I guess I’ll start with the obvious.
Wednesday afternoon, my husband told me the news about Steve Jobs. It wasn’t on the news yet or anything. I thought about writing about it and maybe relating some of my first Mac experiences or maybe the fact that I was a Mac and my husband was a PC when we married. By the time I thought about it again, everything that could have been said had been said. With that in mind, here is an article in the New York Times about the patents Steve Jobs held. Unfortunately, two other amazing historical figures left us Wednesday.
Derrick Bell also died on October 5.
Carcinoid Cancer ended the long, distinguished life and career of Derrick Albert Bell, Jr. Bell was the first African-American tenured law professor at Harvard Law School and the first Black to head a non-black law school (the University of Oregon). He took an indefinite unpaid leave from Harvard to protest the fact that there were no black female professors with tenure at the institution. He worked for the NAACP Legal Defense Fund alongside Constance Baker Motley and Thurgood Marshall. He led the fight for James Meredith to gain admittance to the University of Mississippi. Bell is credited with being the originator of Critical Race Theory, which examines how racism is implemented and reinforced by institutions and legislation. He was 80 years old.
The last of the Civil Rights Movement’s “Big Three”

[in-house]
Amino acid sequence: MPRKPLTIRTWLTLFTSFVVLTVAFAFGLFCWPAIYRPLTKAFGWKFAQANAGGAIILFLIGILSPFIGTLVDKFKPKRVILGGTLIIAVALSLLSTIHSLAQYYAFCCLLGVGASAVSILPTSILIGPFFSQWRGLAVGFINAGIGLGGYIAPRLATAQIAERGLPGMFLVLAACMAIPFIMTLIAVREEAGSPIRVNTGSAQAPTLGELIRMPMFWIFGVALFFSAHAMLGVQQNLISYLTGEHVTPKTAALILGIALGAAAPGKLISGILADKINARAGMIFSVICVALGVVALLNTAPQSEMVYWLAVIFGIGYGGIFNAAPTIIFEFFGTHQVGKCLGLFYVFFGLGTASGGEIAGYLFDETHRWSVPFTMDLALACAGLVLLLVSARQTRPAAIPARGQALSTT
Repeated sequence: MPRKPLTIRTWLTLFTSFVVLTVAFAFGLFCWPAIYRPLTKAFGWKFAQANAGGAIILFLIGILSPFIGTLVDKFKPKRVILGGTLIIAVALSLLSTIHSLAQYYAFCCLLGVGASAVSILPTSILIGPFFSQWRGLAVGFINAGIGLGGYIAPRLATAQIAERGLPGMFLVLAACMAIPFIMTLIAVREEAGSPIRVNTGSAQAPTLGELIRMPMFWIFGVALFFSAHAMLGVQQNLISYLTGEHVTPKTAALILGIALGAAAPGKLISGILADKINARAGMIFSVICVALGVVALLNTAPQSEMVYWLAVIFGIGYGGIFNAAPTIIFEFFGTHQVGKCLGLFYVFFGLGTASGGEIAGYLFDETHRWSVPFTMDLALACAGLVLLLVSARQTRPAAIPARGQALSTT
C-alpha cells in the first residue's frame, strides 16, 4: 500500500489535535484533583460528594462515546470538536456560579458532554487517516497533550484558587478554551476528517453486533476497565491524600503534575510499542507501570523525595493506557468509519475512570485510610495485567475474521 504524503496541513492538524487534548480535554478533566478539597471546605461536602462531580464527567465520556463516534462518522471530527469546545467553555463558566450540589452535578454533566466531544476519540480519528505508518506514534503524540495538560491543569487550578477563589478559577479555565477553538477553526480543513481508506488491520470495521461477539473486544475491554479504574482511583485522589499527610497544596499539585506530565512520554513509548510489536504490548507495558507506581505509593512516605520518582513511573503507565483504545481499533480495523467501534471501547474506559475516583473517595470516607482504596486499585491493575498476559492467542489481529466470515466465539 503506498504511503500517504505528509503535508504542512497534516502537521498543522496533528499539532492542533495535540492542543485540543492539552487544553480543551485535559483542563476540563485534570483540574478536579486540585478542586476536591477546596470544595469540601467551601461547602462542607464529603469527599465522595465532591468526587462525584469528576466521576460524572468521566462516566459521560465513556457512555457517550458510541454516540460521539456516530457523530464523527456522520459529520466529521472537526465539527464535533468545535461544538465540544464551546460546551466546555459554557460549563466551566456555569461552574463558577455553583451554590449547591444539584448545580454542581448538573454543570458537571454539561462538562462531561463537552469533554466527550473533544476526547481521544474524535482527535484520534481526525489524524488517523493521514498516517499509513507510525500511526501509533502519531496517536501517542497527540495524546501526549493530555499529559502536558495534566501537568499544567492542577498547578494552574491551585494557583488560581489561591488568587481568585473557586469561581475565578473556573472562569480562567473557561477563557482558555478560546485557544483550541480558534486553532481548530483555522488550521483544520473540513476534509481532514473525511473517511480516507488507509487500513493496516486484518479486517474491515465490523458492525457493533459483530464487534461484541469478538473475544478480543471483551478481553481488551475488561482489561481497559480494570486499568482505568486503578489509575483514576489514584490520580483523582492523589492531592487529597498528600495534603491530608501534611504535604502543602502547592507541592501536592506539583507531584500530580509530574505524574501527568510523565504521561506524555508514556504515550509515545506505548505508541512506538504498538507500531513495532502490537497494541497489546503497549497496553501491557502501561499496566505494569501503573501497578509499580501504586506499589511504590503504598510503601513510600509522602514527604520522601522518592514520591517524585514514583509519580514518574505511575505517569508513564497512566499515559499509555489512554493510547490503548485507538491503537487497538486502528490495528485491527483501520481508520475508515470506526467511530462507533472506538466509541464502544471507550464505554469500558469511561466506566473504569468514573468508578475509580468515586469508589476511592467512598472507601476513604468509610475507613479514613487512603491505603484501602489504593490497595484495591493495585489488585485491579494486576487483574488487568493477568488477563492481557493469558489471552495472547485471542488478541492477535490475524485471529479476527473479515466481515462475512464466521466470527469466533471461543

The Rev. Fred L. Shuttlesworth, who with Rev. Martin Luther King, Jr. and Rev. Ralph David Abernathy founded the Southern Christian Leadership Conference (SCLC), died Wednesday in Birmingham, Alabama after he had been having difficulty breathing. He was 89 years old. He fought for an end to segregation despite beatings, fire hoses and other threats that can only be characterized as terrorist. His home was bombed twice and he had been jailed more than 35 times.
Shuttlesworth worked with the NAACP to register voters in Alabama, in the 1950s, an act that meant he took his life into his hands. He pressed for black people to be hired on the Birmingham police force, supported Rev. Martin Luther King Jr. in his work on the Montgomery Bus Boycott. When he attempted to enroll two of his daughters in an all-white school in 1957, he was beaten unconscious and his wife was stabbed. Later that year, he helped found the SCLC, which became the driving force for the Civil Rights Movement.
After President John F. Kennedy presented the legislation to Congress that would become the Civil Rights Act of 1964, he told King and Shuttlesworth, “But for Birmingham, we would not be here today.”